Pork and beans have come to signify good luck for the New Years holiday, thus the appearance of hoppin' John, pernil, pork and sauerkraut, and so on.
I put my faith in pork chili, which I've written about before. I"m making a big pot to bring to a potluck New Years Day supper.
I'd slow-roasted a pork shoulder the other day, a portion of which we ate for pulled pork sammiches. The rest I've cut up and used in the chili (and the remaining bone was saved for stock). I also had some sweet Italian sausage in the freezer, so I cooked that up, too. All the oniony cooking juices from the pulled pork, which I'd saved, were added to the chili as well. (When the cooled in the fridge, there was a layer of pork fat on top. I removed that and discarded it, and the remaining juices were nicely gelatinous, meaning that the juices would add not only flavor to the chili, but also body.)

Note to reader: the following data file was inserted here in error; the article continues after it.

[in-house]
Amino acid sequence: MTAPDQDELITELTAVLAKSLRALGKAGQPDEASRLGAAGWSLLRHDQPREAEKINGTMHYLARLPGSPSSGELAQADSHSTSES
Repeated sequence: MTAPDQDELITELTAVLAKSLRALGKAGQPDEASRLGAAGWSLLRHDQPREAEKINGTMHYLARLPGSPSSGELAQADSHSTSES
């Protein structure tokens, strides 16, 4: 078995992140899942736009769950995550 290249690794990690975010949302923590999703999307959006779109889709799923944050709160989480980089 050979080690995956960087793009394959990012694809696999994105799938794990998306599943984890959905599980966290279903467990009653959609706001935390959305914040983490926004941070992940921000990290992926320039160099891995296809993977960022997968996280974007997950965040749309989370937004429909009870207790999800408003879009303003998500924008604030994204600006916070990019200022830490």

One thing to try -- once you have the whole pot together, put it in a 350-degree oven to cook, rather than on the stovetop, for slow, even cooking.
And for those of you pondering the beans/no-beans conundrum, read here: Chili con carne.
Saturday, December 31, 2011
New Years good luck
Dave loves to eat, and cook, and feed his family and friends. Thankfully Dave's family and friends like to eat what he cooks. Dave has achieved the Great American Dream -- suburban banality. He cooks from his modestly appointed kitchen in the leafy suburbs of Delaware County, Pennsylvania, a stone's throw from Philadelphia. Stop by for dinner. Or lunch. Or breakfast.